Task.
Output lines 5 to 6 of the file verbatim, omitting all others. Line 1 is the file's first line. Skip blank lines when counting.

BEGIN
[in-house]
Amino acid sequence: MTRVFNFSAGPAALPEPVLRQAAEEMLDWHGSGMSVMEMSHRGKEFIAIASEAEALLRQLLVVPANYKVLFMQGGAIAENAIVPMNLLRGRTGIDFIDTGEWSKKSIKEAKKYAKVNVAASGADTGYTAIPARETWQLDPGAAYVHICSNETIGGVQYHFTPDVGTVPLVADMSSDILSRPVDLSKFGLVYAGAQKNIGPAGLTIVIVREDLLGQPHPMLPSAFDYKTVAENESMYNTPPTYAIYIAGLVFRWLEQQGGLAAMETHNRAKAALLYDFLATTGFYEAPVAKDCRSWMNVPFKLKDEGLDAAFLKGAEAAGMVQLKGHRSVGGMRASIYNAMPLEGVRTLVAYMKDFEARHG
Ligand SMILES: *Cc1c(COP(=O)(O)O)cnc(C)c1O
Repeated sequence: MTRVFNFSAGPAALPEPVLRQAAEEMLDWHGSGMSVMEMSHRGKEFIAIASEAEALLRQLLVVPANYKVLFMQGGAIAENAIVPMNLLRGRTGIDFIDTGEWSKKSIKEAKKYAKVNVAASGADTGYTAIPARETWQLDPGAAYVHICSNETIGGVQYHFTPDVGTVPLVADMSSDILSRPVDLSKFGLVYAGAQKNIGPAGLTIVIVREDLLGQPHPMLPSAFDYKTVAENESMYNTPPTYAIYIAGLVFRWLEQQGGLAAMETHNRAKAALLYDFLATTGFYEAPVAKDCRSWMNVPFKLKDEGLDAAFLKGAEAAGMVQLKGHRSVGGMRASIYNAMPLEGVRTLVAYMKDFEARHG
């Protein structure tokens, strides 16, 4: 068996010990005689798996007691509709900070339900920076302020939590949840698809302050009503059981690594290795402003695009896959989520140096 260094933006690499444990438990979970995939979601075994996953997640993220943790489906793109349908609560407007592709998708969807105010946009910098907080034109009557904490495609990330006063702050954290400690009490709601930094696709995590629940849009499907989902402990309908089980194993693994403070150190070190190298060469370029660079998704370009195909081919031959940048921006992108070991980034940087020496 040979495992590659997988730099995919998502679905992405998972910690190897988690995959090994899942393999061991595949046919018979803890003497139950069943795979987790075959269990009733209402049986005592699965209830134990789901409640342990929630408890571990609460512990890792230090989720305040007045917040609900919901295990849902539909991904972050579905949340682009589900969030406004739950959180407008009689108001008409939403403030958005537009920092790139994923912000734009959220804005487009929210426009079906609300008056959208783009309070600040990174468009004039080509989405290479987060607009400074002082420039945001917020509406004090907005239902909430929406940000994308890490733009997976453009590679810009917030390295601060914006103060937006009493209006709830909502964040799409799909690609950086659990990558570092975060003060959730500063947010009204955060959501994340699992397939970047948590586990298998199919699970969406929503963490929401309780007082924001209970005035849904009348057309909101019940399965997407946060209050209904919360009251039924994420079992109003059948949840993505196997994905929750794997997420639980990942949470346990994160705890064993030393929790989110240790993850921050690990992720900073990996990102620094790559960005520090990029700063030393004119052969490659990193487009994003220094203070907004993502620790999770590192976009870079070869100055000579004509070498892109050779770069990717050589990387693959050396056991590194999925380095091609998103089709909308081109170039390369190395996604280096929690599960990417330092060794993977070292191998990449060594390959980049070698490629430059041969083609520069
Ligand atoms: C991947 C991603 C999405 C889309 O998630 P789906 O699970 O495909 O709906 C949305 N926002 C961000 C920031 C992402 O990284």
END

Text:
């Protein structure tokens, strides 16, 4: 068996010990005689798996007691509709900070339900920076302020939590949840698809302050009503059981690594290795402003695009896959989520140096 260094933006690499444990438990979970995939979601075994996953997640993220943790489906793109349908609560407007592709998708969807105010946009910098907080034109009557904490495609990330006063702050954290400690009490709601930094696709995590629940849009499907989902402990309908089980194993693994403070150190070190190298060469370029660079998704370009195909081919031959940048921006992108070991980034940087020496 040979495992590659997988730099995919998502679905992405998972910690190897988690995959090994899942393999061991595949046919018979803890003497139950069943795979987790075959269990009733209402049986005592699965209830134990789901409640342990929630408890571990609460512990890792230090989720305040007045917040609900919901295990849902539909991904972050579905949340682009589900969030406004739950959180407008009689108001008409939403403030958005537009920092790139994923912000734009959220804005487009929210426009079906609300008056959208783009309070600040990174468009004039080509989405290479987060607009400074002082420039945001917020509406004090907005239902909430929406940000994308890490733009997976453009590679810009917030390295601060914006103060937006009493209006709830909502964040799409799909690609950086659990990558570092975060003060959730500063947010009204955060959501994340699992397939970047948590586990298998199919699970969406929503963490929401309780007082924001209970005035849904009348057309909101019940399965997407946060209050209904919360009251039924994420079992109003059948949840993505196997994905929750794997997420639980990942949470346990994160705890064993030393929790989110240790993850921050690990992720900073990996990102620094790559960005520090990029700063030393004119052969490659990193487009994003220094203070907004993502620790999770590192976009870079070869100055000579004509070498892109050779770069990717050589990387693959050396056991590194999925380095091609998103089709909308081109170039390369190395996604280096929690599960990417330092060794993977070292191998990449060594390959980049070698490629430059041969083609520069
Ligand atoms: C991947 C991603 C999405 C889309 O998630 P789906 O699970 O495909 O709906 C949305 N926002 C961000 C920031 C992402 O990284």